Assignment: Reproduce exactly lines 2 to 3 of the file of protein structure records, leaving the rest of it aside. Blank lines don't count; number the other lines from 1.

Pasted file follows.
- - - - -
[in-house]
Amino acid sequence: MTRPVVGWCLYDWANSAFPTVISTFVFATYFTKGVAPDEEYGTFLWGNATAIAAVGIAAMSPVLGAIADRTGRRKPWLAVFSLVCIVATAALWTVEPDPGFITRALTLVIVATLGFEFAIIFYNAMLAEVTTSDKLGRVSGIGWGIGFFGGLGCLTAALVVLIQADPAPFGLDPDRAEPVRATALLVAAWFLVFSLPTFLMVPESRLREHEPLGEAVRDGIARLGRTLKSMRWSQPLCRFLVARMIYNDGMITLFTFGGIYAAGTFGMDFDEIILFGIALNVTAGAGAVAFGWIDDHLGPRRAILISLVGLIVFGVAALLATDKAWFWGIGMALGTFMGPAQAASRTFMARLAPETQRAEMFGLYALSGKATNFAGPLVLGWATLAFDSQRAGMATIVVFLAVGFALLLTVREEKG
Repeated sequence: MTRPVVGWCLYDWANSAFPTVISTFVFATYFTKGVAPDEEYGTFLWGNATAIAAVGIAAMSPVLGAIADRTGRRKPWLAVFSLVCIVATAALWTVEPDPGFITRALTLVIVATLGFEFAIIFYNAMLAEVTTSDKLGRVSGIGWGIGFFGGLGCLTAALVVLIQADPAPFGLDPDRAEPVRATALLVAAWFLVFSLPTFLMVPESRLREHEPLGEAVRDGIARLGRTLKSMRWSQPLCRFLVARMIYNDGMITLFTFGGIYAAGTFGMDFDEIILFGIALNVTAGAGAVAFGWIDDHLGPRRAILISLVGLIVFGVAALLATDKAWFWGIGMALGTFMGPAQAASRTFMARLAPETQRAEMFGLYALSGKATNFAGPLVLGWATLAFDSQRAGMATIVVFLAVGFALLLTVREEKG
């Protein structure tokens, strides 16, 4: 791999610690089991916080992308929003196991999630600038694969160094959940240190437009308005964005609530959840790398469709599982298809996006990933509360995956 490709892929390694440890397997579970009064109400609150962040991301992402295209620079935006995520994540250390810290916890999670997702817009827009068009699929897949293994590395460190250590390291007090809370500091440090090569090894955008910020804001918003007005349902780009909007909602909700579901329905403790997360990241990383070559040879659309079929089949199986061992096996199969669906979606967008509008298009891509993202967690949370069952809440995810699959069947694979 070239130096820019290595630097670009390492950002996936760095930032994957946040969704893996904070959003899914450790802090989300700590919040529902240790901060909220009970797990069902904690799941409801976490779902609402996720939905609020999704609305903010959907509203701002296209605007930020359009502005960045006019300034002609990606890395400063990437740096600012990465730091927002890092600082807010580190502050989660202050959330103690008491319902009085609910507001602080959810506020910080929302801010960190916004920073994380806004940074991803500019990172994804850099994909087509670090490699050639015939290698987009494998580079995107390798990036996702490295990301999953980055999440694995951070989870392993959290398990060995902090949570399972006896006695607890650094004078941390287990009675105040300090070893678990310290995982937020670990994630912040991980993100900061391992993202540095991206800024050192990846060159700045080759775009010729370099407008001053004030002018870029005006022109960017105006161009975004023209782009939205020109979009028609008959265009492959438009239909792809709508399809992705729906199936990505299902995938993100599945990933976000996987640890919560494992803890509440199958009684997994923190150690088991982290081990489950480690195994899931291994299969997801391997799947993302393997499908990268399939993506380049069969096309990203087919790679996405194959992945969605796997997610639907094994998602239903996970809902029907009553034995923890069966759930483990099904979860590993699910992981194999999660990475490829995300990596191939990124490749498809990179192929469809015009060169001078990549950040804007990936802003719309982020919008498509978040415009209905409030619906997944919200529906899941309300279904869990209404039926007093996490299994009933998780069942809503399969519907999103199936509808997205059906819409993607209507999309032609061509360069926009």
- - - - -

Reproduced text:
Amino acid sequence: MTRPVVGWCLYDWANSAFPTVISTFVFATYFTKGVAPDEEYGTFLWGNATAIAAVGIAAMSPVLGAIADRTGRRKPWLAVFSLVCIVATAALWTVEPDPGFITRALTLVIVATLGFEFAIIFYNAMLAEVTTSDKLGRVSGIGWGIGFFGGLGCLTAALVVLIQADPAPFGLDPDRAEPVRATALLVAAWFLVFSLPTFLMVPESRLREHEPLGEAVRDGIARLGRTLKSMRWSQPLCRFLVARMIYNDGMITLFTFGGIYAAGTFGMDFDEIILFGIALNVTAGAGAVAFGWIDDHLGPRRAILISLVGLIVFGVAALLATDKAWFWGIGMALGTFMGPAQAASRTFMARLAPETQRAEMFGLYALSGKATNFAGPLVLGWATLAFDSQRAGMATIVVFLAVGFALLLTVREEKG
Repeated sequence: MTRPVVGWCLYDWANSAFPTVISTFVFATYFTKGVAPDEEYGTFLWGNATAIAAVGIAAMSPVLGAIADRTGRRKPWLAVFSLVCIVATAALWTVEPDPGFITRALTLVIVATLGFEFAIIFYNAMLAEVTTSDKLGRVSGIGWGIGFFGGLGCLTAALVVLIQADPAPFGLDPDRAEPVRATALLVAAWFLVFSLPTFLMVPESRLREHEPLGEAVRDGIARLGRTLKSMRWSQPLCRFLVARMIYNDGMITLFTFGGIYAAGTFGMDFDEIILFGIALNVTAGAGAVAFGWIDDHLGPRRAILISLVGLIVFGVAALLATDKAWFWGIGMALGTFMGPAQAASRTFMARLAPETQRAEMFGLYALSGKATNFAGPLVLGWATLAFDSQRAGMATIVVFLAVGFALLLTVREEKG